How to Enable Network File System in Linux
February 6, 2021
February 5, 2021
This tutorial assumes you've read about how to set up Wireguard and will use examples throughout as if you had. If you haven't yet read the tutorial on Wireguard, please do so now.
Network File Systems (NFS) is a protocol which mounts the files of another computer onto the one you are using. While I did create a tutorial for Samba that covers this principle, this has more access controls and less limitations. I took longer to write this tutorial because I ran into guffaws configuring NFS, as some computers had the prerequisites installed but others did not. Here's what I found out:
• You need at least two computers, one acting as client, and one acting as server.
• You need to install nfs-common and nfs-utils. Linux Mint Ulyana had it installed already, but Debian Buster did not.
• You need to make sure that NFS has an open port on both client and server, in TCP.
You can change it by editing /etc/default/nfs-common as a privileged user.
• Know your audience. If you want to share with the world, that will require a different approach.
I will only share how to do this over a port-restricted NAT.
• Pre-created mount points on both client and server.
• If you wish to edit the files in this share, you should use an account with the same UID on all devices.
The default user is 1000, www-data is 33, and so on.
DigitalOcean's root user is 1000, so if your user is also 1000 on the client but not root, you will need to assign the UID paramter to the user occupying UID 1001 instead.
• Portmap does not exist in contemporary Debian. Please install rpcbind instead.
Assuming nfs dependencies are NOT installed, install them using the following commands - I assume you are running a privileged terminal session. Enter the following:
apt-get install nfs-common nfs-utils
Now that you've installed the dependencies, you should make sure that the port you specified in /etc/default/nfs-common is allowed on the server and clients you plan to connect to the NFS share with. To make sure the server is up and running, type systemctl status nfs-kernel-server on the server and client. If something went wrong, you will be notified in the output following this command. To exit the status view, press q. To find out what ports NFS is listening on, type rpcinfo -p | grep nfs.
We must now lay the groundwork for files to be placed on both client and server. If you use encrypted home directories, I strongly suggest you use an elevated terminal session to do the following. First, on the SERVER, create the files you want to be exported to another computer. I chose to do the following on my computer:
On the CLIENT computer, open a privileged terminal and type the following:
Before you continue, let's make sure the permissions are adjusted so that they aren't associated with any particular user on the server or client. This will allow the NFS share to assert its own permissions later. With the terminal open on the SERVER, type the following, one after the other:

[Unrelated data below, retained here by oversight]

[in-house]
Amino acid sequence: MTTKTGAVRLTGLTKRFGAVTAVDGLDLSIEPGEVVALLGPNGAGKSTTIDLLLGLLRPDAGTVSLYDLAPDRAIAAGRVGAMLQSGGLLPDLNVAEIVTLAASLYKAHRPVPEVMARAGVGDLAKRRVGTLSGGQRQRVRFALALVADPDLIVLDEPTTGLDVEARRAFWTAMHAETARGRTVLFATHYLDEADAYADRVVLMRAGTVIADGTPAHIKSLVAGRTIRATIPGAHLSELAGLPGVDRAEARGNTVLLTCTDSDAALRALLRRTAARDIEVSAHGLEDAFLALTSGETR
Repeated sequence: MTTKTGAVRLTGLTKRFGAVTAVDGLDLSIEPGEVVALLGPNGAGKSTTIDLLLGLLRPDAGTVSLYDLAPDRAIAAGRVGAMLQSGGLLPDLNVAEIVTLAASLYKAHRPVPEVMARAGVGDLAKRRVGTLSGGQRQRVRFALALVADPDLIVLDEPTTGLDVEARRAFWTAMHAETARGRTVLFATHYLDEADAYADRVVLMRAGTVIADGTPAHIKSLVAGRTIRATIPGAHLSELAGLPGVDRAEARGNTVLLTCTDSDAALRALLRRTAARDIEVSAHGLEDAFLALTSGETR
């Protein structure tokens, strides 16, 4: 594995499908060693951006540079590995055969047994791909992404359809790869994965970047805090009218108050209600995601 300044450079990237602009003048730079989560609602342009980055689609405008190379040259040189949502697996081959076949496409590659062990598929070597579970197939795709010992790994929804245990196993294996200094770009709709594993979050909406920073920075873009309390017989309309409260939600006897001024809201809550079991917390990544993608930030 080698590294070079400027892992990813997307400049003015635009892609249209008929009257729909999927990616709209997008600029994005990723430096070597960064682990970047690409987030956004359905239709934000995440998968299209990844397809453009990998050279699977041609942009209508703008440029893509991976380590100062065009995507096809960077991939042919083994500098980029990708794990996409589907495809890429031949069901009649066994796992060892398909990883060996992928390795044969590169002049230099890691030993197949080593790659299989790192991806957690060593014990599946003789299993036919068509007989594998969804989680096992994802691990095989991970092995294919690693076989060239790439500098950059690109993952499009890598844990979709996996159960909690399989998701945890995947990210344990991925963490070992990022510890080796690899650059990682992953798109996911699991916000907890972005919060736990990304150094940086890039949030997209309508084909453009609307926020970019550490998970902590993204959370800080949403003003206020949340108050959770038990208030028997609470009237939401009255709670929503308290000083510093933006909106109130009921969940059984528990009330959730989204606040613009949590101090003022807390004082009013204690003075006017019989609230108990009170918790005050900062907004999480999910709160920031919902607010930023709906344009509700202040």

chown -R nobody:nogroup /export/share1
Now we must open the terminal on the CLIENT, and type the following to ensure that NFS can access the directory and apply the permissions specified by the server. Type the following, one line at a time:
chown -R nobody:nogroup /import/HOSTNAME1/share1
chmod 777 /import/HOSTNAME1/share1
We must bind the directories we created to the ones on the computer with files we wish to share. We are going to need to install rpcbind if it isn't already on the PC. In a privileged terminal, type the following:
apt-get install rpcbind
After you have installed it, you will need to open /etc/fstab on the SERVER in a privileged text editor. Check this sample file to see what needs to be done. The syntax is tutorial parallel, but you can adjust it to your needs. If you want a bind to stop, comment it out.
Reminder: If you try to create subfolders without primary folders, you will run into issues. I mean, I'm used to it being done automatically. Now, we are going to go back to the terminal on the SERVER, to export the filesystem we created in /export/share1 by adding its entry to a file called /etc/exports. See this file for examples. I use comments to explain why I chose the settings I chose, and to offer configuration alternatives that you can enable by removing the hash sign.
Here is the fun part - we will now publish the NFS share we created using the following commands, one after the other, on the SERVER - the first command exports everything listed in /etc/exports, the other restarts the NFS server:
systemctl restart nfs-kernel-server
We must now go back to the CLIENT, and open its /etc/fstab and enter the mount details. See this file for an example. You can mount straight away with mount -a, or you can restart both ends to make sure everything is all right. During Plymouth, press [ESC] to check if your NFS share is mounting correctly. Some directives are required, otherwise your mount will not only fail, but your computer will take 90 seconds longer to boot.
© 2021 Mass Transit Honchkrow | | Last modified (none)